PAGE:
Source here: http://www.uoregon.edu/~klio/im/rr/laterep/crassus-death.jpgThe East had always been alluring to the grasping Romans, particularly because it seemed to be full of people who were very hard to conquer. In 53 BC, Marcus Licinius Crassus, a close friend of Julius Caesar and the richest man in Rome at the time, was killed at the Battle of Carrhae (an overwhelming defeat for the Romans) and his body captured by the Parthians. To punish him in a post-mortem way for the greed which had driven him to invade them, they poured molten gold down his throat and preserved his head. Later, the Parthian court saw a performance of Euripides’ ‘Bacchae’, which has as its climax a scene involving a severed head. Guess whose head was used? Yes- that of poor Crassus. As Plutarch points out, it was a fittingly tragic end to a tragic campaign.

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Three posts in three days, not bad!

Basically, I am a massive Doctor Who nerd- I love watching all the excitement and fake science whizzing by at the speed of a witticism. I’ll keep this short so as not to bore you all, but a big part of this series’ plot revolves around a persistent crack in time/space (watch out, the link has spoilers) which consumes anything in its path and does not simply destroy the object/person/race/planet, but also removes it completely from time, so that it never existed in the first place. Unfortunately, and since this has already been out on TV it won’t be a spoiler, one of the main characters in the new series dies and then is devoured by this crack. The Doctor insists that the character will continue to exist if only he can be held in memory, even if that is a sort of vicarious existence.

Since I am a nerd, I also watched the behind-the-scenes ‘Doctor Who Confidential’ for this episode, and the overwhelming impression I got from the interviews of the actors and writers is that it was bad enough for the character to die, but for him to be completely forgotten was “even worse”- as though being remembered would be a consolation for dying.

Whenever I think about death and remembrance, my thoughts go to the works of Homer- The Iliad and The Odyssey. In The Iliad, Achilles tells us that he was given a choice by his divine mother that he could die young but gain eternal glory, or live a long life with no glory at all (terrible translation here). He makes his choice and dies at Troy, remaining the archetypal warrior for centuries, inspiring such leaders as Alexander the Great. We can already see here, in a poem composed sometime in the Bronze Age, that people were already thinking that being remembered after your death was a suitable replacement for continuing to live.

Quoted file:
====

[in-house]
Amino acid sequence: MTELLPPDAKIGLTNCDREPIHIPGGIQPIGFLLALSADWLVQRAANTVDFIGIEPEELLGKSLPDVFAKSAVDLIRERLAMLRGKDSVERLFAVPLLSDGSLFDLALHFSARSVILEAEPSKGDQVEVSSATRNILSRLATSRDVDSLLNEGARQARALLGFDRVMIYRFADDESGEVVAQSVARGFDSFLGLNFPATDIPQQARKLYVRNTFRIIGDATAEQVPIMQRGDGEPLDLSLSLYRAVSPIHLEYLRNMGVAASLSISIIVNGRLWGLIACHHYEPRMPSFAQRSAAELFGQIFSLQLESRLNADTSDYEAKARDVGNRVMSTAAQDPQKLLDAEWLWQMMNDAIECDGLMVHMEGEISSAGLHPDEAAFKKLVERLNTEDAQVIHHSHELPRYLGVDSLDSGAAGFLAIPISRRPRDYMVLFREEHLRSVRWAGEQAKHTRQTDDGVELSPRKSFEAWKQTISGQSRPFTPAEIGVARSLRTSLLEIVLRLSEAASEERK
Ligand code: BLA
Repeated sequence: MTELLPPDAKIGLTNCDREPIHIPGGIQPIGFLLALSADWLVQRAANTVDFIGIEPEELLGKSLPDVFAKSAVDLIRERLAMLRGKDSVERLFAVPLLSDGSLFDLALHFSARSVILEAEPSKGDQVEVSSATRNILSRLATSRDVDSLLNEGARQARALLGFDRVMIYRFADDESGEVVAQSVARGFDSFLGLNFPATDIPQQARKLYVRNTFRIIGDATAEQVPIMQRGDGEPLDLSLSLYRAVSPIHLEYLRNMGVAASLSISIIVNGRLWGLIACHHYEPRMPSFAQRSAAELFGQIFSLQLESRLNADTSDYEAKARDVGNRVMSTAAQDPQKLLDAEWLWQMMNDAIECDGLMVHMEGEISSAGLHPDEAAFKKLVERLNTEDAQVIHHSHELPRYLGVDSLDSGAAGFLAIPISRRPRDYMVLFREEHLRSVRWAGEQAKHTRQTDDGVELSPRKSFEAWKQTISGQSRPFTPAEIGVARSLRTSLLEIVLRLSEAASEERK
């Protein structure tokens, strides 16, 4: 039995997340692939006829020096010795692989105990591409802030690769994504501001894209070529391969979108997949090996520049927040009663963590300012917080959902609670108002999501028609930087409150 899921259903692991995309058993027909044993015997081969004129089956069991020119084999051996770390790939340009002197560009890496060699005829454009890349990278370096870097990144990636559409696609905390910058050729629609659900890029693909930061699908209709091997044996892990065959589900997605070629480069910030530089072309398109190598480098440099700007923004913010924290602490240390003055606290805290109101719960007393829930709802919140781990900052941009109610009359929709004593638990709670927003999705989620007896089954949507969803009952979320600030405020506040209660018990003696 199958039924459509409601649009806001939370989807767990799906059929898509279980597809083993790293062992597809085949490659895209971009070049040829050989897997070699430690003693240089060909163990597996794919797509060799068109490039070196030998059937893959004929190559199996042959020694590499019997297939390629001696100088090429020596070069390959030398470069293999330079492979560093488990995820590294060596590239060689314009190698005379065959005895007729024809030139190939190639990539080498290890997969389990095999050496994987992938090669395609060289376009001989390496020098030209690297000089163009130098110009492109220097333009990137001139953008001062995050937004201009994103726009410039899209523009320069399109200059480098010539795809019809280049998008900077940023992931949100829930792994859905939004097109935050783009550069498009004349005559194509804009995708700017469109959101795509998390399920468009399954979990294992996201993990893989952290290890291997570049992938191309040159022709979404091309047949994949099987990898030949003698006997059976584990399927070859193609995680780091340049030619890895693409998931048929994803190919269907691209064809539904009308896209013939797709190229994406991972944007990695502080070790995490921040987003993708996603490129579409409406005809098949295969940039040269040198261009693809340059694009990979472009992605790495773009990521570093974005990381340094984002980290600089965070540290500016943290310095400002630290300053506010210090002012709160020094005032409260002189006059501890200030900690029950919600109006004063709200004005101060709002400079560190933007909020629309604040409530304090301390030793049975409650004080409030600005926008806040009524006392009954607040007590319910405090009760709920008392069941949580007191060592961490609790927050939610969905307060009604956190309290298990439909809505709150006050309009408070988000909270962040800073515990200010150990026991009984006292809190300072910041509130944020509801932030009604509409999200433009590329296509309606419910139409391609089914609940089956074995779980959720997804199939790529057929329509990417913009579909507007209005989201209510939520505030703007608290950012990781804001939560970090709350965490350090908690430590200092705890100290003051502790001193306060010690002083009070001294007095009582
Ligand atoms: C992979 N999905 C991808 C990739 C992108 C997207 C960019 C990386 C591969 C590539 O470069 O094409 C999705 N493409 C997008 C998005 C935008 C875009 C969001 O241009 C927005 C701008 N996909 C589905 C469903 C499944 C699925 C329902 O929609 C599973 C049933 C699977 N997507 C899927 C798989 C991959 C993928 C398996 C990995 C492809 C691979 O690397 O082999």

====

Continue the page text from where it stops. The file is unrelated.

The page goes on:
However, in The Odyssey, Odysseus encounters Achilles as he wanders through the Underworld, and tells him that his fame back among the living is alive and well, though Achilles himself is dead. Here we can see quite a change from the Achilles we meet in The Iliad– he says that he would rather be the lowest slave alive on Earth than be king of the whole Underworld. Quite a change!

The question of living on in the remembrance of others probably shifted emphasis even more later when the Christian idea of heaven arrived, where the afterlife was not an aimless darkness, but a glorious space where the love of God is fully present for each individual. Nevertheless, we still persist in feeling, for reasons we can’t quite explain, that to be forgotten after your death is a very sad and serious problem. It’s why we have Memorial Day and Remembrance Day, among other commemorative holidays. Philosophers through time have battled with this issue, and I’d be interested to hear your collective wisdom, O Internet.

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I was on a trip with a very dear fellow Classicist friend of mine to some Classical land a while back, and I was complaining about some aspect of the care given to some ancient structure and she said “Yes, well, you can’t hang on to everything forever.”

Blasphemy! Burn the witch! I was astounded. This, from the mouth of a Classicist! Classicists complain a lot about how such-and-such a monument is crumbling into the ground, or about how such-and-such an artifact is being neglected, blah blah blah (“How dare they leave this column base out in the rain! It might be important! Here give it to me…”). Ask me to whinge about Pompeii, and you’d better have a comfy chair and a few hours. Same with texts- we wring our hands at the thought of all those manuscripts carelessly neglected and denied to posterity. Discussions about ancient libraries usually end in long sighs and wistful staring into space.